Collectors will locate unique Wyvern pens as the company experimented with different exterior materials such as hard rubber and leather. In fact, the leather models were made from crocodile skin, lizard skin and pig skin. The leather editions were popular with wealthy clients and raised the company's reputation. When attempting to identify a Wyvern pen, look for the company's dragon logo. Furthermore, Wyvern's sturdy construction has ensured that many of the company's pens are on the vintage pen market.

The company's early eyedropper and safety pens are rare. Therefore, collectors may consider looking for these styles when they intend to improve the value of their pen collection.

In 1928, Wyvern produced the Ripple Red Hard Rubber fountain pen. The model features a 14-karat gold nib and hard rubber base that has a swirl brown and black pattern. Collectors should look for the gold enhancements, which include a gold ring around the bottom and the top of the cap. It also features a gold clip.

Wyvern manufactured a rare 9-karat gold overlay pen in 1932. The pen model features a 1-karat gold medium tipped nib and black embellishments around the bottom of the cap and the end. In addition, the base has a braided pattern and includes the company's logo.


In 1949, the company introduced the Perfect Pen, which is a fountain pen that has a green and black marble base. The writing device's nib is 14-karat gold, and it has a gold clip and ring around the lower section of the cap.

Collectors may be fortunate enough to locate a Wyvern 303 Fountain Pen with an olive green base. The model features gold fill trim and a 14-karat gold medium tip nib. The pen's clip has metal enhancements around the base to provide visual appeal. In 1955, the company released the Wyvern Perfect Pen 60. Collectors will surely enjoy owning one of the company's classic black pens. Furthermore, it features a 14-karat gold nib and gold fill trim.


In the 1930s and '40s, pen manufacturers added the term "Durium" to fountain pen nibs that they did not tip with gold or silver. The name describes the stainless steel material used for the nibs and is meant to sound fancier than it is. Some manufacturers even used the term "Durium Tipped" on their nibs to mimic the "Iridium Tipped" branded nibs found on other writing devices.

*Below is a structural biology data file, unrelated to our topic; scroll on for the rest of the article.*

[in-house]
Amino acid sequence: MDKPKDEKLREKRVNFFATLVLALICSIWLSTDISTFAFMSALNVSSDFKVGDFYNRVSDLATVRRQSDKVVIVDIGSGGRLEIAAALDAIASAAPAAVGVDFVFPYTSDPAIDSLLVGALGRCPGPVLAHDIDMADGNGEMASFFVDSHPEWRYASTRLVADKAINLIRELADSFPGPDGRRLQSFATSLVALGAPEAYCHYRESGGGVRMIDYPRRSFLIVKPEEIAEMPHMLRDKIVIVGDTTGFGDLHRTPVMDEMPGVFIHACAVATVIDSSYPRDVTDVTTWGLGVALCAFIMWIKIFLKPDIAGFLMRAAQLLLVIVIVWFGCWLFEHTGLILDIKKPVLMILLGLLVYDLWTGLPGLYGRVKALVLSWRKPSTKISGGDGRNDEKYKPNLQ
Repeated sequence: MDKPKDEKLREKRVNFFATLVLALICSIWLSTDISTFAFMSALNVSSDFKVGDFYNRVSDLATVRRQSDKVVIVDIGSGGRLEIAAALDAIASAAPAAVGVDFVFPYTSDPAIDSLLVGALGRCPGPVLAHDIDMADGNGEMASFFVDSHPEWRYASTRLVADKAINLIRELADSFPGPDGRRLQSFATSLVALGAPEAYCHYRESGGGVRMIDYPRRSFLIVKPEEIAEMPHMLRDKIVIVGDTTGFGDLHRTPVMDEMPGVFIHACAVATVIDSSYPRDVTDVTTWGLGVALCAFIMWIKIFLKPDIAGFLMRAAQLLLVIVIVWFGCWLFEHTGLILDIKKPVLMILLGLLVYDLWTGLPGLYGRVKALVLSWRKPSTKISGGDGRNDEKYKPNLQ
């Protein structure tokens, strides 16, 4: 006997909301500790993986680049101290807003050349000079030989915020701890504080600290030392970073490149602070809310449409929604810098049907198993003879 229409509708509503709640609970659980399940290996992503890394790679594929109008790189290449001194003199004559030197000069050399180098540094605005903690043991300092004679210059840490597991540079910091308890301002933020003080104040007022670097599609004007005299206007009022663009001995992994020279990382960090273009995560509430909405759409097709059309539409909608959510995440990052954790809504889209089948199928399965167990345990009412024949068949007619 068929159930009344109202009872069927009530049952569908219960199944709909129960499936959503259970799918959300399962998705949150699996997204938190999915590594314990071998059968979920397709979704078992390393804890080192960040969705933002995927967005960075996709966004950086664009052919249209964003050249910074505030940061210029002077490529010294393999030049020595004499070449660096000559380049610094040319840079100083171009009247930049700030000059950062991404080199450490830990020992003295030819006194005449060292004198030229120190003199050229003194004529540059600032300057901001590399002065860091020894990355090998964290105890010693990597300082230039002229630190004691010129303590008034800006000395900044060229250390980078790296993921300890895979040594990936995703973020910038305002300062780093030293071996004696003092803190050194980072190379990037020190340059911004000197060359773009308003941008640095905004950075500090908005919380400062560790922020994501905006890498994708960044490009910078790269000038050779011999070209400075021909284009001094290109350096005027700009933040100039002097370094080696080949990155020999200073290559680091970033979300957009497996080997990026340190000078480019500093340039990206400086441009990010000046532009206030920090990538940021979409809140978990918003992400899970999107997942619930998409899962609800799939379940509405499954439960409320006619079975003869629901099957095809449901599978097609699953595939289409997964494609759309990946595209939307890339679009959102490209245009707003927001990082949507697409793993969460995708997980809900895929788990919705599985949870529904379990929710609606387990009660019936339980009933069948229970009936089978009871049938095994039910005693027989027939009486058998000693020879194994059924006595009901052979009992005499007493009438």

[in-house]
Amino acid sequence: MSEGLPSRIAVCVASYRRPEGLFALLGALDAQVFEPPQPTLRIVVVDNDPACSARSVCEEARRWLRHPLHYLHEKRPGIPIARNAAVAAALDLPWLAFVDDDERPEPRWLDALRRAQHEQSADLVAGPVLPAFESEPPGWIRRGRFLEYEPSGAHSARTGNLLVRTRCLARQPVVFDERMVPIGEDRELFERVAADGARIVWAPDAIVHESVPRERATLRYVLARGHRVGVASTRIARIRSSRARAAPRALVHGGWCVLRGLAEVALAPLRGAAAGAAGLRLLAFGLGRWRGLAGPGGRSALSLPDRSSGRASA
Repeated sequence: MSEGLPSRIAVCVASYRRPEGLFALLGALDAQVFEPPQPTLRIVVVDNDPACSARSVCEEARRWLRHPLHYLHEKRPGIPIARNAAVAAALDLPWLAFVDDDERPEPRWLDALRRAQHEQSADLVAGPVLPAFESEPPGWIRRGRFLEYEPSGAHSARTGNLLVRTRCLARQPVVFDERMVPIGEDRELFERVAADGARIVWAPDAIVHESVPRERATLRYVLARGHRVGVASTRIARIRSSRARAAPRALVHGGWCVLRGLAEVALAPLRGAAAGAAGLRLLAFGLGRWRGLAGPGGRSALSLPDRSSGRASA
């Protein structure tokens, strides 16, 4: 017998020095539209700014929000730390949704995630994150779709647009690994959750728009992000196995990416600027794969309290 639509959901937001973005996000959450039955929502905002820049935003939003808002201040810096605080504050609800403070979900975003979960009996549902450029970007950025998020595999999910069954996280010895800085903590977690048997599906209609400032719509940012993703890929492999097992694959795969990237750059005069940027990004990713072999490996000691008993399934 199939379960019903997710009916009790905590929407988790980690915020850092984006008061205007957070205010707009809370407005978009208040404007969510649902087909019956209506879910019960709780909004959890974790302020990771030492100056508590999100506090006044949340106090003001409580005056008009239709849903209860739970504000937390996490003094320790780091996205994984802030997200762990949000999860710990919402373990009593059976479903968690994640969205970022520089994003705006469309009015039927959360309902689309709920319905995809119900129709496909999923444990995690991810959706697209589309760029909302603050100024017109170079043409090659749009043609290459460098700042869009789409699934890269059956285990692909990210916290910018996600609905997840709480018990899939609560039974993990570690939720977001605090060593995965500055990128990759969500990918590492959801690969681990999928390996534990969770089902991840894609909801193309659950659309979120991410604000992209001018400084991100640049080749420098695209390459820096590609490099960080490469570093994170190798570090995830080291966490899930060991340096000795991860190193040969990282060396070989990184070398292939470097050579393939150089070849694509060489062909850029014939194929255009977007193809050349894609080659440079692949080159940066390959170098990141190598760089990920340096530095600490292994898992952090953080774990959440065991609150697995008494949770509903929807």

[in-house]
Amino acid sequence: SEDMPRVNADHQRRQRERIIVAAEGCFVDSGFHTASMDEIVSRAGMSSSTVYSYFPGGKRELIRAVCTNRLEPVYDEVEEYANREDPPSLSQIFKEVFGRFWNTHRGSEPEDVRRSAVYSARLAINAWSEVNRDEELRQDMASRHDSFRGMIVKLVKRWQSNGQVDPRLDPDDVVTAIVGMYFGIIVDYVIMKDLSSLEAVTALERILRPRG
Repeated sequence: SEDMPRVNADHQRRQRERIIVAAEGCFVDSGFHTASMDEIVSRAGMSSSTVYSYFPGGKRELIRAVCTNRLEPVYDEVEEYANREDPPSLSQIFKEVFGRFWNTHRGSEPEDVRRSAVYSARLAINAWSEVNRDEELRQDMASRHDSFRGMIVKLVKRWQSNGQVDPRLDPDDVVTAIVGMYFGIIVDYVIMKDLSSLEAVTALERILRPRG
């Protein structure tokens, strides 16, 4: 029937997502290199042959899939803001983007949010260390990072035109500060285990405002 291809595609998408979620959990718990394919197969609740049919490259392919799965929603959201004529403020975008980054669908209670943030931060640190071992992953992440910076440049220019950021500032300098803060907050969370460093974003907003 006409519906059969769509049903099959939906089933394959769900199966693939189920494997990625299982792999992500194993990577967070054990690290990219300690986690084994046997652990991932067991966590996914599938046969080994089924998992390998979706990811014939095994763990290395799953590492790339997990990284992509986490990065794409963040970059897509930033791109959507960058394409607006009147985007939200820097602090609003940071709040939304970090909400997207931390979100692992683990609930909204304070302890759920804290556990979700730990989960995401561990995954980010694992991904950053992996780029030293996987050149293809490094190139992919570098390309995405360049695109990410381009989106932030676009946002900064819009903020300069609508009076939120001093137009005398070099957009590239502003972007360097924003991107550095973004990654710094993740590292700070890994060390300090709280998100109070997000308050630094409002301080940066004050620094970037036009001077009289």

Eagle and Epenco

The Eagle Pencil Company manufactured both pens and pencils. Leopold Illfelder and Daniel Berolzheimer originated the company in 1856. Initially, the company was called the Vera-Bleistift-Fabrik, and it was located in Furth, Germany. Daniel Berolzheimer died in 1858, and in 1861, the company started a branch in New York City with Daniel's son Henry. Later, Henry became partners with his brother Martin along with Joseph Reckendorfer. Eagle incorporated in 1883 after Reckendorfer died. However, several members of his family retained control of his shares of the company. In fact, over the next few years, members of the Reckendorfer family served as president of the company and on the corporation's board of directors.

After the business became the Eagle Company, it released the cartridge-filling pen in a simple design during 1890. The cartridge-filling pen had a brass nib, and Eagle added a glass cartridge pressed onto a gum rubber nipple that was included in the hollow area of the pen. The company created a number of innovations such as patented sleeve fillers, matchstick fillers and spoon fillers. Eagle also introduced the hard rubber eyedropper and the twist filler. In the '30s, the company released the Eagle Prestige. It was one of the company's most respected pens, and it featured a bar located under the blind cap for filling. Some editions under the Eagle Prestige line have vent holes in the barrel to circulate air between the exterior barrel section and the interior ink container.